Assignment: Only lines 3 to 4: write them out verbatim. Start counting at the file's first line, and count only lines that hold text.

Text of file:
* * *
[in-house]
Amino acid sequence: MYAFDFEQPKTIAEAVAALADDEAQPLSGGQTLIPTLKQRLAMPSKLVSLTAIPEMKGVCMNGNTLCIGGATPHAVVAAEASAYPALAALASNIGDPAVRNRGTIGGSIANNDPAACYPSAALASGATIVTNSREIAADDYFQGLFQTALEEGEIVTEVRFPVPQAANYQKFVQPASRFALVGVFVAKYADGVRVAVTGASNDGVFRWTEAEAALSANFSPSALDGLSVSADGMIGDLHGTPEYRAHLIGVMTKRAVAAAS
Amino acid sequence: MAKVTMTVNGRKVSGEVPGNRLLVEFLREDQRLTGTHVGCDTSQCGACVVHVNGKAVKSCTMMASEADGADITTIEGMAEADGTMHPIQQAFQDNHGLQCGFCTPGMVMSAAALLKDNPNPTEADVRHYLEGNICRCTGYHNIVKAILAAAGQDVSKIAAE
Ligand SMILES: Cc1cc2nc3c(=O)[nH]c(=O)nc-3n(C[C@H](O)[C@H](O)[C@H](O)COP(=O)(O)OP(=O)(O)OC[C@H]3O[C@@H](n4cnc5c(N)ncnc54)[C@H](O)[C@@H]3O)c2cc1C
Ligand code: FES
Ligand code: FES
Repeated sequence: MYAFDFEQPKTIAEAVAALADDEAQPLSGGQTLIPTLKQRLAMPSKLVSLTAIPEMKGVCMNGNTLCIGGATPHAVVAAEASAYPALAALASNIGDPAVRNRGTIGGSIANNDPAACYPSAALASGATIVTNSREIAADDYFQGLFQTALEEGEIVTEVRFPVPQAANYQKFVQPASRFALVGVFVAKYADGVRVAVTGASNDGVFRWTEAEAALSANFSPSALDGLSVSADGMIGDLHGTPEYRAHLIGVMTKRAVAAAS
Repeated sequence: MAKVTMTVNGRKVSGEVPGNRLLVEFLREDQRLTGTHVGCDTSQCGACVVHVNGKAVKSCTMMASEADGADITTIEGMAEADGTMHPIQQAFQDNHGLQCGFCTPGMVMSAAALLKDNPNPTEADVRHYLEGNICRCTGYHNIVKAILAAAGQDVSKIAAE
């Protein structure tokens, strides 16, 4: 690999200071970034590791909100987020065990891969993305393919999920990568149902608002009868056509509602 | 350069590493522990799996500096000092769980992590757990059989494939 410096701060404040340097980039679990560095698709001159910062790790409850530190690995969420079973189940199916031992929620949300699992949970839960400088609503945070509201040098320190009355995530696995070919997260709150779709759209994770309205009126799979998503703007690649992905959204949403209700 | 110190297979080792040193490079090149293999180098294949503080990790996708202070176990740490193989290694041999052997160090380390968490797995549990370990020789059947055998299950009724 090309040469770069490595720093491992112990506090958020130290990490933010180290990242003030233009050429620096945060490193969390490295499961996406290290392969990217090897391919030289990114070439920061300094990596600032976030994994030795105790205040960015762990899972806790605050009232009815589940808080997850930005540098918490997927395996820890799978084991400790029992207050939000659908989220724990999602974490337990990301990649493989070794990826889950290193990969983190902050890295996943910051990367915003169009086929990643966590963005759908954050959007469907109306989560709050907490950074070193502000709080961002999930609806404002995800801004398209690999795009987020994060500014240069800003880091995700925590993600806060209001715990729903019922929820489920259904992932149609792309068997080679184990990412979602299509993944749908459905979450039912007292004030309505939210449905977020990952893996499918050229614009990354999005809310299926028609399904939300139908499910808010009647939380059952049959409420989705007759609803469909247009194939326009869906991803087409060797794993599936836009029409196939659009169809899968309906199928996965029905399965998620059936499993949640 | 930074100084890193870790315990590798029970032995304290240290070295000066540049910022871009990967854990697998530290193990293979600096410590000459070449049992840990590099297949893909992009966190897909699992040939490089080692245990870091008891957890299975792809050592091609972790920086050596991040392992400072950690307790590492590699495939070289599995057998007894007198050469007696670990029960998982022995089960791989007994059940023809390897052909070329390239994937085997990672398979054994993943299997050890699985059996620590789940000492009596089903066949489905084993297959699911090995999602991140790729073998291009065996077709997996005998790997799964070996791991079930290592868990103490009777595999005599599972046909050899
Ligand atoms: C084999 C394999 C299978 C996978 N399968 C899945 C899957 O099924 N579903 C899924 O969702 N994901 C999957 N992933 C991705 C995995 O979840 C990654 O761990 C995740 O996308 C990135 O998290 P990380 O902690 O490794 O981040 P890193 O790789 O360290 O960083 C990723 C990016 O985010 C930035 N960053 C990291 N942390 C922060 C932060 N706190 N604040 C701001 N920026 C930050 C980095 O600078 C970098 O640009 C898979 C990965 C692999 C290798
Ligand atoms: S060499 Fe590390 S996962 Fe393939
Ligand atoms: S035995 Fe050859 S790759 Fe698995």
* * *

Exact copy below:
Amino acid sequence: MAKVTMTVNGRKVSGEVPGNRLLVEFLREDQRLTGTHVGCDTSQCGACVVHVNGKAVKSCTMMASEADGADITTIEGMAEADGTMHPIQQAFQDNHGLQCGFCTPGMVMSAAALLKDNPNPTEADVRHYLEGNICRCTGYHNIVKAILAAAGQDVSKIAAE
Ligand SMILES: Cc1cc2nc3c(=O)[nH]c(=O)nc-3n(C[C@H](O)[C@H](O)[C@H](O)COP(=O)(O)OP(=O)(O)OC[C@H]3O[C@@H](n4cnc5c(N)ncnc54)[C@H](O)[C@@H]3O)c2cc1C